Stefan Stenudd
Stefan Stenudd
About me
I'm a Swedish writer, artist, and historian of ideas, writing fiction and non-fiction books in both Swedish and English. I'm also an aikido instructor.



ARISTOTLE

Aristotle's Life

Timeline

Aristotle's Poetics

Aristotle's Cosmology


THE GREEK PHILOSOPHERS

Introduction

Thales

Anaximander

Anaximenes

Pherecydes of Syros

Pythagoras

Xenophanes

Theagenes

Hecataeus

Heraclitus

Pindar

Parmenides

Anaxagoras

Empedocles

Herodotus

Gorgias

Melissus

Protagoras

Euripides

Prodicus of Ceos

Leucippus

Democritus

Critias

Antisthenes

Diagoras of Melos

Plato

Aristotle

Epicurus

Euhemerus

Table of the Greek Philosophers

Literature

The book


Life Energy Encyclopedia, by Stefan Stenudd.

Life Energy Encyclopedia
by Stefan Stenudd. Qi, prana, spirit, and other life forces around the world explained and compared. Click the image to see the book at Amazon.

Tao Te Ching - The Taoism of Lao Tzu Explained, by Stefan Stenudd.

Tao Te Ching
The Taoism of Lao Tzu Explained. The great Chinese classic, translated and extensively commented by Stefan Stenudd. Click the image to see the book at Amazon.

Occasionally I Contemplate Murder, by Stefan Stenudd.

Occasionally I Contemplate Murder
Thoughts on life, death, and the meaning of it all, by Stefan Stenudd. Click the image to see the book at Amazon.



Stenudd's Blog


Aristotle

Aristotle

His Life, Cosmology, and Poetics


Aristotle and His Legacy

Aristotle (384-322 BC) is one of the most famous and influential philosophers of Ancient Greece. The only other one with equal reputation is Plato, who was Aristotle's teacher. But their philosophies differ greatly.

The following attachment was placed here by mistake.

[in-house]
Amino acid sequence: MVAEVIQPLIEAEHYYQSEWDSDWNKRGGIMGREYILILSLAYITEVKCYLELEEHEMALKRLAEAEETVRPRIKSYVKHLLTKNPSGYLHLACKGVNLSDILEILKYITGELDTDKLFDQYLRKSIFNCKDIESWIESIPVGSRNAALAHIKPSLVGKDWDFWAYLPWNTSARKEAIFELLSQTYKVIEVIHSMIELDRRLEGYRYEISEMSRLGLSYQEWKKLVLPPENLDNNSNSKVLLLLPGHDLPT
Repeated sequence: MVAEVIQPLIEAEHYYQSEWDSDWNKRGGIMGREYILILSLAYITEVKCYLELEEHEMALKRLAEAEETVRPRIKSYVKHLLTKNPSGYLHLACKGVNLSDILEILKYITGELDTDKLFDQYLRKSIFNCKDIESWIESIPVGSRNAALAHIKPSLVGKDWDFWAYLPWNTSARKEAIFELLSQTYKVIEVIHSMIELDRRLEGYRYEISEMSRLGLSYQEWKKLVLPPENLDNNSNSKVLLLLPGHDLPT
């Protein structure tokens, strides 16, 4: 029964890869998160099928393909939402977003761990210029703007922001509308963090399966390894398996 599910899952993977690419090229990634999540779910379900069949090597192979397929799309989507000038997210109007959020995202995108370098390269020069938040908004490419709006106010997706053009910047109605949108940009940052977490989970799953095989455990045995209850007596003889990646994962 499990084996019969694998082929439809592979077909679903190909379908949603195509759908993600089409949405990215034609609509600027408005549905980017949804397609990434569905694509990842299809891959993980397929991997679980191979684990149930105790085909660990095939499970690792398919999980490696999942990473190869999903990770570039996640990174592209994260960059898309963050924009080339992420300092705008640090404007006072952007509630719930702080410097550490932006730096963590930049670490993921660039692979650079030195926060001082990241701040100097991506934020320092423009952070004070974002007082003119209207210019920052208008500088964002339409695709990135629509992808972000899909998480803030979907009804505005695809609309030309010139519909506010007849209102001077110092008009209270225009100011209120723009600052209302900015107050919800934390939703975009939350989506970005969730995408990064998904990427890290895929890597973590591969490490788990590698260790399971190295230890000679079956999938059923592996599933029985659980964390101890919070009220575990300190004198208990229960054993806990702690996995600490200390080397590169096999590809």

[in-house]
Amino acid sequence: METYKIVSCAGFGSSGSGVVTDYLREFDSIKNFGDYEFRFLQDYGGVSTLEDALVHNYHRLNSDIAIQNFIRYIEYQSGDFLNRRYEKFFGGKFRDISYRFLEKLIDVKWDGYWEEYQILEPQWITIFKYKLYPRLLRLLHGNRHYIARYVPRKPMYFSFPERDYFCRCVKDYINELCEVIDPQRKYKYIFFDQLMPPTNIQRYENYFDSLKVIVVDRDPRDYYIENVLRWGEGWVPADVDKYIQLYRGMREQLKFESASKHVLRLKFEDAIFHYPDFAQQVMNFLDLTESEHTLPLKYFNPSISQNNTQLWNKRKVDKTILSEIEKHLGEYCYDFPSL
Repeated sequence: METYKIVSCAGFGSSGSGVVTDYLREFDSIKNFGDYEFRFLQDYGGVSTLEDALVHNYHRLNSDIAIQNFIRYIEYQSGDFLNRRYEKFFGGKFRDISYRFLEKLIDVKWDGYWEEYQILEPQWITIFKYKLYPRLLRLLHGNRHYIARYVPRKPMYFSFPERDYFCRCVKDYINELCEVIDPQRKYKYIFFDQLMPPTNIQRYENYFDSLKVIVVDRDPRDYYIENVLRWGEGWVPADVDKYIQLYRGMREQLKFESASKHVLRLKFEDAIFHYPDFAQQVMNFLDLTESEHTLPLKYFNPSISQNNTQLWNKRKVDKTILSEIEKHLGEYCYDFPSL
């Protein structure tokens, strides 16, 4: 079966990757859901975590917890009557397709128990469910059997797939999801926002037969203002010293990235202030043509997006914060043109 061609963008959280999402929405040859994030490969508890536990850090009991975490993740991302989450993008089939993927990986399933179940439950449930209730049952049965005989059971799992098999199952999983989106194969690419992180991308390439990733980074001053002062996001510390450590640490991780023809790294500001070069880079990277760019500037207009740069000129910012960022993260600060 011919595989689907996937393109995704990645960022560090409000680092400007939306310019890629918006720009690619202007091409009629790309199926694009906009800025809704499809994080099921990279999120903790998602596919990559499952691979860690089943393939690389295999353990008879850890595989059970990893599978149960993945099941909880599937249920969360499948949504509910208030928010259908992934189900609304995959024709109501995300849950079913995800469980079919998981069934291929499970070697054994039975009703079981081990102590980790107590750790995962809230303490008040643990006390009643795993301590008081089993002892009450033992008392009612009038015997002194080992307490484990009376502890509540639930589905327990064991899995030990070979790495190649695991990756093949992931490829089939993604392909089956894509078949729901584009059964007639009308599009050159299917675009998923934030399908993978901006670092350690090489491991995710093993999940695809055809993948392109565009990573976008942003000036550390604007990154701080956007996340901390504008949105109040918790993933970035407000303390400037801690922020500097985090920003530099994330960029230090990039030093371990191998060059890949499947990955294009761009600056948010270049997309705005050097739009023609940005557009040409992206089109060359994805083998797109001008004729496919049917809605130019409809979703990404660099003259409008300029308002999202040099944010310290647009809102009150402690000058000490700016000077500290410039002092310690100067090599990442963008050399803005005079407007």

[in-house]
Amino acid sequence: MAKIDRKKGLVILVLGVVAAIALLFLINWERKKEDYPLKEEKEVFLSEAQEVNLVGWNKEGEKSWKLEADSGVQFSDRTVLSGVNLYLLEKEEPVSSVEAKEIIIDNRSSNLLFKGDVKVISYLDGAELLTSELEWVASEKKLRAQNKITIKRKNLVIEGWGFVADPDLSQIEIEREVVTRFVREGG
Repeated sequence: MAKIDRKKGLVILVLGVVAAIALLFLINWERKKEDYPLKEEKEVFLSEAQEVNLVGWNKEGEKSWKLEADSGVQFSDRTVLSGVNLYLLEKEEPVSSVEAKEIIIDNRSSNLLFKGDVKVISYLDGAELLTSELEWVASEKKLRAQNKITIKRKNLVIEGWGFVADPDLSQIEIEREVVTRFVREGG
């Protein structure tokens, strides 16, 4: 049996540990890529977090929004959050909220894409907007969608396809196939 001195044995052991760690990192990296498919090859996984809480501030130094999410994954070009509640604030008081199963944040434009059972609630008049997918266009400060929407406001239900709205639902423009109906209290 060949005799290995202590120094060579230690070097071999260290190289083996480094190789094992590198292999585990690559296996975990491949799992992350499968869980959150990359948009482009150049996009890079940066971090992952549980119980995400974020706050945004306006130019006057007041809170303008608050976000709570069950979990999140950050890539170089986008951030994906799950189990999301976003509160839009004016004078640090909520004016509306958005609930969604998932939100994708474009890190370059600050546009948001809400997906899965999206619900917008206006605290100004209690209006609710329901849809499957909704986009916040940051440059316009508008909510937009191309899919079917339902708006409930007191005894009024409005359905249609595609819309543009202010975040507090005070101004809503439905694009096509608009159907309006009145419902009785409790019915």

Aristotle is the father of cause and effect, leading their links all the way back to a first cause, a Primus Motor, which we are still to find. Aristotle also wrote the bible of narration and dramaturgy: The Poetics, still setting the rules for drama on stage as well as in the movies. The webpages below present Aristotle's life and work, his cosmology, and The Poetics.

     It's almost impossible to overestimate the influence of Aristotle on human thought ever since the time of his own life in Ancient Greece. His basic principle of cause and effect is the rule also for science today, from cosmology down to particle physics - although discoveries within quantum physics seem to challenge it in parts.

     But Aristotle's importance extends over other fields of thought with the same lasting dominance. That goes for his ethics, his observations in biology, and his priniciples for the structure of drama and storytelling, just to mention a few fields in which Aristotle made the very foundation for all the following generations to start from.

     That was also true, though indirectly, during the more than one thousand years Aristotle's texts were lost to the Western world. In that long period, Aristotle's thoughts were only known through fragments, quotes, and comments in old texts by others. Not until the late Middle Ages were his texts recovered - from Arabia, where they had been carefully preserved. When they reached Europe, they spread like modern bestsellers and revolutionized human thought and science, to the extent that they played a significant part in sparking the Renaissance.